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G-force equation confusion

  1. Nov 4, 2012 #1
    Hi.

    Can you clarify for me the equation for g-force below:

    F= ma + mg

    I got this equation from my lecturer. He asked the class to determine how was the formula above formulated. But this is not a homework. Is the equation above true for g-force? If it's true, how does the formula come about?

    I thought g-force is given by (as stated by Newton's law of universal gravitation):

    F = G m1m2/r^2

    I really can't see how these two equations are equal. Could you help me out? Thanks!
     
  2. jcsd
  3. Nov 4, 2012 #2
    Now that I have had a good look at my question, I thought about the following:

    F = ma + mg
    F - mg = ma
    F - Fg = ma
    → ƩFnet = F - Fg = ma

    Actually I will be on a trip to ride a roller coaster. Our class was asked to determine first how was the 'formula for g-force' F = ma + mg formulated.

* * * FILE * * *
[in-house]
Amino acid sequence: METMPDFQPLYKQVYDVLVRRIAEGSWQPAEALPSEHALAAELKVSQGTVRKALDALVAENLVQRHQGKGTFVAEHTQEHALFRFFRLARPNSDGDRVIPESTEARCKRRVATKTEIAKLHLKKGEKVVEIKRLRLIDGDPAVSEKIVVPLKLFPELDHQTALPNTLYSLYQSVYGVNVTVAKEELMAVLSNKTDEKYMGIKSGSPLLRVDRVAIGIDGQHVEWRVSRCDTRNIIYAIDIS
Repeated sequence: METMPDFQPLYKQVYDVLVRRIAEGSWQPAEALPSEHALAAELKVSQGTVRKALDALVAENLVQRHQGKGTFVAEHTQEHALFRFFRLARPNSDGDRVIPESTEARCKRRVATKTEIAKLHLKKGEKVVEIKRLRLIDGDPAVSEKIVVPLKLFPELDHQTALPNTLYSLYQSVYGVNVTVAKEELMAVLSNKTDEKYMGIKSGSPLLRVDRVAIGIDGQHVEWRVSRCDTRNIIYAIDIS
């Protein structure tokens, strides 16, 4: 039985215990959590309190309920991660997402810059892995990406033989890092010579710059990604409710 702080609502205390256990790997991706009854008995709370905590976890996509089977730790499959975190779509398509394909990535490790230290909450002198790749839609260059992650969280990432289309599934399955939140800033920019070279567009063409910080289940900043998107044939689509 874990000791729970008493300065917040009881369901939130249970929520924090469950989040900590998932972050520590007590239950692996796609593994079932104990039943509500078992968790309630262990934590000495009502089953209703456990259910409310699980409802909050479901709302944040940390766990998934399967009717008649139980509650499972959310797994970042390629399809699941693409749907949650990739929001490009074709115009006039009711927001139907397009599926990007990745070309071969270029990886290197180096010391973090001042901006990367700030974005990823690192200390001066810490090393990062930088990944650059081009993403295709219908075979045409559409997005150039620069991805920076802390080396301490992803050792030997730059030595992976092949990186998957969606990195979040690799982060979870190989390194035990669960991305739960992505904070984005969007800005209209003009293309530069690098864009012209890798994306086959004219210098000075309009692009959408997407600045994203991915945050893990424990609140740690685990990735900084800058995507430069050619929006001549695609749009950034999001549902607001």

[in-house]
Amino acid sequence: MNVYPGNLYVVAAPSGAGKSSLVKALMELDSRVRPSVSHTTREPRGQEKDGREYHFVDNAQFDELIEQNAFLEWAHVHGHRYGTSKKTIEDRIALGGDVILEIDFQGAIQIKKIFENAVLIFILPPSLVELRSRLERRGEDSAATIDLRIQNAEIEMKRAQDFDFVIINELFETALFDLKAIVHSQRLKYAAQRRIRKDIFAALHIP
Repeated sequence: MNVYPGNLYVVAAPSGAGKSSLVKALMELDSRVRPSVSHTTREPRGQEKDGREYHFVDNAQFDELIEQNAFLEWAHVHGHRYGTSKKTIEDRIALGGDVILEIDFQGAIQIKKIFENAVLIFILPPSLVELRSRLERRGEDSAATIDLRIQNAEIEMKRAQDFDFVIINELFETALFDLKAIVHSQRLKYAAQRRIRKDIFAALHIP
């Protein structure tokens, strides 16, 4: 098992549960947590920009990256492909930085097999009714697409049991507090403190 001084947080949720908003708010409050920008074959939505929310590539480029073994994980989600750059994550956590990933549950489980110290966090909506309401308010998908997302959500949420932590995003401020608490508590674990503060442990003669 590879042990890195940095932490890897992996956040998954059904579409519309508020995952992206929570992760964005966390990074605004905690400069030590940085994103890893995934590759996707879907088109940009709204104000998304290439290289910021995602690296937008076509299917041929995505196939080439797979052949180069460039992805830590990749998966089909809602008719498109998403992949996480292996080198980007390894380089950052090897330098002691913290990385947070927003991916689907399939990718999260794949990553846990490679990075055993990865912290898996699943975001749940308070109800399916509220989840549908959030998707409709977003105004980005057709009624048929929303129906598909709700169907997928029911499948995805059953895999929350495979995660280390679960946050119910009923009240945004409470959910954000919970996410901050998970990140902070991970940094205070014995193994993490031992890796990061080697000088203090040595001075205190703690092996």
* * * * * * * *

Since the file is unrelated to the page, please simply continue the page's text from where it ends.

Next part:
If an object falls freely downward, it would be subjected to g (acceleration due to gravity). Time this with the object' mass we would obtain its weight/ gravitational force, Fg. However Newton's 3rd law states that for every action there is an equal but opposite reaction, hence this opposite force, denoted as F, which is directed upward (opposite Fg), but has an equal magnitude to that of Fg. The net force, ƩFnet, is then the difference between these two forces (F and Fg) and it must obey Newton's 2nd law, which is
    ƩFnet = ma​

    Therefore, the F in the equation F = ma + mg (given by my lecturer) is not really a g-force, is it? Because g-force is already given by Fg = mg. In other words, F = ma + mg is not an equation to find the gravitational force, right?

    Am I right? If not, please correct me.

    Thanks!
     
    Last edited: Nov 4, 2012
  4. Nov 4, 2012 #3
    Well, mg is the force due to gravity alone - which we call 'weight'.

    Is weight a g-force, or do we consider the other 'peculiar' forces (a) experienced on a ride the 'g-force' and leave weight out of it? Or is it all g-force?

    It's just semantics, but generally we'd consider weight part of the g-force so it's g+a.
    So F = m(g+a)
     
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